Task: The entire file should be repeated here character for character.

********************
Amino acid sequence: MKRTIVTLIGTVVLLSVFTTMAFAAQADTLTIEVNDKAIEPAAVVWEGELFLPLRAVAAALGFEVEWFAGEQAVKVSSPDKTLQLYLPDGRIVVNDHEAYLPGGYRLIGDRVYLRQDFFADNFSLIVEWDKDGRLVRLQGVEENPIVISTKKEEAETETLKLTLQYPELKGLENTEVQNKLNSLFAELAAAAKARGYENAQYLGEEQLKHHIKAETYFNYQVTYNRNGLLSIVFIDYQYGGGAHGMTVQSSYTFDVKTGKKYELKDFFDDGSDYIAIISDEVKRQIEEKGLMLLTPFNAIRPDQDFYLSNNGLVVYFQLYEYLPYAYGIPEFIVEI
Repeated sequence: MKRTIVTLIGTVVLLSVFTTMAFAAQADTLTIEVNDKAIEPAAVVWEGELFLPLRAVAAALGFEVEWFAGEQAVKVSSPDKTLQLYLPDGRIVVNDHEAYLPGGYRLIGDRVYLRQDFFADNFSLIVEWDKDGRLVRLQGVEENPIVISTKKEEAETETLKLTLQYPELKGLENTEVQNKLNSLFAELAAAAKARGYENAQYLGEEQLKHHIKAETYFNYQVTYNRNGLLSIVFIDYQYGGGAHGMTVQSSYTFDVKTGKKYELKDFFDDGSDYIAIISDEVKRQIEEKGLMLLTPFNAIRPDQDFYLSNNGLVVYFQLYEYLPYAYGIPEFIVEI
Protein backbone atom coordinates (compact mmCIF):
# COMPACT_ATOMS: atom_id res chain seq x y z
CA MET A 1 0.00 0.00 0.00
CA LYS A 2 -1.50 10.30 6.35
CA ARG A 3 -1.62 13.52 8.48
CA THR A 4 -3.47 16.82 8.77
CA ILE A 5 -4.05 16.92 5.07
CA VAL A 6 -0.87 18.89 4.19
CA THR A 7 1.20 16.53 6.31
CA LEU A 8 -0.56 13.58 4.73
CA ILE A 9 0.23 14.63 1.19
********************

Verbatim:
Amino acid sequence: MKRTIVTLIGTVVLLSVFTTMAFAAQADTLTIEVNDKAIEPAAVVWEGELFLPLRAVAAALGFEVEWFAGEQAVKVSSPDKTLQLYLPDGRIVVNDHEAYLPGGYRLIGDRVYLRQDFFADNFSLIVEWDKDGRLVRLQGVEENPIVISTKKEEAETETLKLTLQYPELKGLENTEVQNKLNSLFAELAAAAKARGYENAQYLGEEQLKHHIKAETYFNYQVTYNRNGLLSIVFIDYQYGGGAHGMTVQSSYTFDVKTGKKYELKDFFDDGSDYIAIISDEVKRQIEEKGLMLLTPFNAIRPDQDFYLSNNGLVVYFQLYEYLPYAYGIPEFIVEI
Repeated sequence: MKRTIVTLIGTVVLLSVFTTMAFAAQADTLTIEVNDKAIEPAAVVWEGELFLPLRAVAAALGFEVEWFAGEQAVKVSSPDKTLQLYLPDGRIVVNDHEAYLPGGYRLIGDRVYLRQDFFADNFSLIVEWDKDGRLVRLQGVEENPIVISTKKEEAETETLKLTLQYPELKGLENTEVQNKLNSLFAELAAAAKARGYENAQYLGEEQLKHHIKAETYFNYQVTYNRNGLLSIVFIDYQYGGGAHGMTVQSSYTFDVKTGKKYELKDFFDDGSDYIAIISDEVKRQIEEKGLMLLTPFNAIRPDQDFYLSNNGLVVYFQLYEYLPYAYGIPEFIVEI
Protein backbone atom coordinates (compact mmCIF):
# COMPACT_ATOMS: atom_id res chain seq x y z
CA MET A 1 0.00 0.00 0.00
CA LYS A 2 -1.50 10.30 6.35
CA ARG A 3 -1.62 13.52 8.48
CA THR A 4 -3.47 16.82 8.77
CA ILE A 5 -4.05 16.92 5.07
CA VAL A 6 -0.87 18.89 4.19
CA THR A 7 1.20 16.53 6.31
CA LEU A 8 -0.56 13.58 4.73
CA ILE A 9 0.23 14.63 1.19